Abortion providers generally charge less for their services than physicians in other specialties. Not only is abortion care less profitable than most other areas of medicine – including obstetrics – it is usually less-respected and less prestigious as well. The stigma of abortion means that providers are often stigmatized too, even by their colleagues in other specialties. In addition, many of them continue their work in spite of regular threats to their lives and safety. These factors make profit an unlikely or low priority for most abortion providers. Indeed, personal accounts of providers often stress the satisfaction and joy they get from being able to help women in a direct and tangible way. For example, a provider from New York, Dr. Maureen Paul, said:
“I absolutely love my work. Each abortion is one woman’s story, and some of those stories are difficult. It is really important to help women through the abortion experience so that they come out on the other side feeling they have made the best choice for their lives. It is wonderful to be a part of that process. I know that every time I do an abortion on a woman who chooses it, I am saving her life both literally and figuratively.”
Most doctors enter medicine out of a desire to help people, and abortion providers are no different. After all, we don’t assume that because many other doctors are highly paid, such as heart surgeons, that they are therefore “only in it for the money.” Of course, all doctors deserve a reasonable income because they undergo years of specialized training and their profession carries a huge responsibility to society.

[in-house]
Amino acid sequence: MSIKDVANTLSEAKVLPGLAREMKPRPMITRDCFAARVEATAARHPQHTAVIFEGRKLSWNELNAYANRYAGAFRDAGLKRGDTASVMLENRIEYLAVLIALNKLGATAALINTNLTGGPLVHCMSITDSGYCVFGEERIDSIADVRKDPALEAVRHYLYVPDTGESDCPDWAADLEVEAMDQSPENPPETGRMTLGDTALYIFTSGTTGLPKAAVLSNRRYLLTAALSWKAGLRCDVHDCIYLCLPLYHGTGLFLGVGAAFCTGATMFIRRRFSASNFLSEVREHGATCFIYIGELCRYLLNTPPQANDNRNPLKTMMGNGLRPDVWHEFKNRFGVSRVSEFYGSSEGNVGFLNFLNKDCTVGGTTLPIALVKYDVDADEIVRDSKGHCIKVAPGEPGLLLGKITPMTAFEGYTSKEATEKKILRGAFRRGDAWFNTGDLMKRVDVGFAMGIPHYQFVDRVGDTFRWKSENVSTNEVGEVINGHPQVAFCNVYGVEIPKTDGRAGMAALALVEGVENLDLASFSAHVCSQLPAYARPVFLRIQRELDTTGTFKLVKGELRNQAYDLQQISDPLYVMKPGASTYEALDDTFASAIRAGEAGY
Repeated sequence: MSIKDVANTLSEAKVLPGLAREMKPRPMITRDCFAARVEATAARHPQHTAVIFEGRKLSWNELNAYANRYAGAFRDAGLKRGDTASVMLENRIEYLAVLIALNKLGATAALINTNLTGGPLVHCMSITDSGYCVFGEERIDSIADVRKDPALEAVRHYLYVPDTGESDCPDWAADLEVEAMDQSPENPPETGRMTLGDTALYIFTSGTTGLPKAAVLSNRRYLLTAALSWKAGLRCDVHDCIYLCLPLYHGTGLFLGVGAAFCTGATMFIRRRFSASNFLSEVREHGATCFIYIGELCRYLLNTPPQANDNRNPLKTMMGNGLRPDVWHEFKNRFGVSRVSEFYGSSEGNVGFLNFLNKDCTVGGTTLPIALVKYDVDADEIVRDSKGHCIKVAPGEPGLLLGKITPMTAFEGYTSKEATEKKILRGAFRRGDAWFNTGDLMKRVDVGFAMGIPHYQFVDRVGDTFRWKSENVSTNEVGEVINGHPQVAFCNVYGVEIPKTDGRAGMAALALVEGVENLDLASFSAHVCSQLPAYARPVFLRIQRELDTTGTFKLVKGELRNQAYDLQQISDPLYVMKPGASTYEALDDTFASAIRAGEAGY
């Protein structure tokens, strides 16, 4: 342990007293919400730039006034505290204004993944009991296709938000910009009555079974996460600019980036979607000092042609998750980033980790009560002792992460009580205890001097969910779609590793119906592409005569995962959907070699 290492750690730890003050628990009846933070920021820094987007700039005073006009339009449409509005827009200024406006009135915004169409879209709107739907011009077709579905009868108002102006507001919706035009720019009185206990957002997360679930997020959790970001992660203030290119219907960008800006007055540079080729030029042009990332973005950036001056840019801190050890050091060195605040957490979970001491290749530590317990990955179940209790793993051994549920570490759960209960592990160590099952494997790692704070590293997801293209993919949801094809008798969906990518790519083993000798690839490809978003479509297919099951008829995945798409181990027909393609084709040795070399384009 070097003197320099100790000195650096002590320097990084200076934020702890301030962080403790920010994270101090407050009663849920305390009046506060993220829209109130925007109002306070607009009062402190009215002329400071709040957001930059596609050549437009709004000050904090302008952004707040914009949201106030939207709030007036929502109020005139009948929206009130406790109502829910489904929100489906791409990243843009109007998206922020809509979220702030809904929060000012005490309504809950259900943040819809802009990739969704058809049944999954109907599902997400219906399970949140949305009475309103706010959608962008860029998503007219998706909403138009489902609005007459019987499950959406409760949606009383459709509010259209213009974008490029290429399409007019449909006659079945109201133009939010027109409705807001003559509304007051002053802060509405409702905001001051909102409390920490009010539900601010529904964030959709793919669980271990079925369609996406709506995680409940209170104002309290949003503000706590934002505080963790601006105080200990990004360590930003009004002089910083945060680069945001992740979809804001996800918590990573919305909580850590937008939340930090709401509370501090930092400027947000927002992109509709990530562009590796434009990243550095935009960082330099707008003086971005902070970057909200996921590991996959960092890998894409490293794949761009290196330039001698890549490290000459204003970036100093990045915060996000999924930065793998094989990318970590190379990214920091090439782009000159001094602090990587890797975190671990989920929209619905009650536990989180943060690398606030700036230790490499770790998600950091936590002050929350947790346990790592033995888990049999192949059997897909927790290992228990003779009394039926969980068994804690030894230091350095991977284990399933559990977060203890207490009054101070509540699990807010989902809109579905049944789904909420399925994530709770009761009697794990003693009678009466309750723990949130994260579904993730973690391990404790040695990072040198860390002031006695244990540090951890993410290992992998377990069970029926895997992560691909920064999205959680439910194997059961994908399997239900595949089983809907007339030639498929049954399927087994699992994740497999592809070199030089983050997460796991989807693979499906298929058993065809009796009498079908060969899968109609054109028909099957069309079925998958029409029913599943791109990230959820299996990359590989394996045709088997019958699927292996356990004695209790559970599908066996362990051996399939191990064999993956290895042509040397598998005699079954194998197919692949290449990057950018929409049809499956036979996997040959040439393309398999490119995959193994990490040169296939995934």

In the U.S., the cost of an early abortion has remained about the same since at least 2008 – about $500 US. Abortion is far from a lucrative business, but trying to restrict access to information about reproductive freedom costs taxpayers billions. In 2010, for example, unintended pregnancy cost American taxpayers $21 billion. Taxpayers paid for 68% of the 1.5 million unplanned births, at an average cost of $12,770 per birth. Abortion clinics actually save taxpayers’ money by preventing future unintended pregnancies through provision of birth control and education.
Physicians for Reproductive Choice and Health, Why I Provide Abortions (2005)
Guttmacher Institute, Public Costs from Unintended Pregnancies
Guttmacher Institute, The Cost of Abortion, When Providers Offer Services and Harassment of Abortion Providers All Remained Stable Between 2008 And 2012 (2015)
Ms. Magazine, 10 Worst Abortion Myths–and How to Refute Them (2010)
Public Eye, Abortion Myths, by Marlena Sobel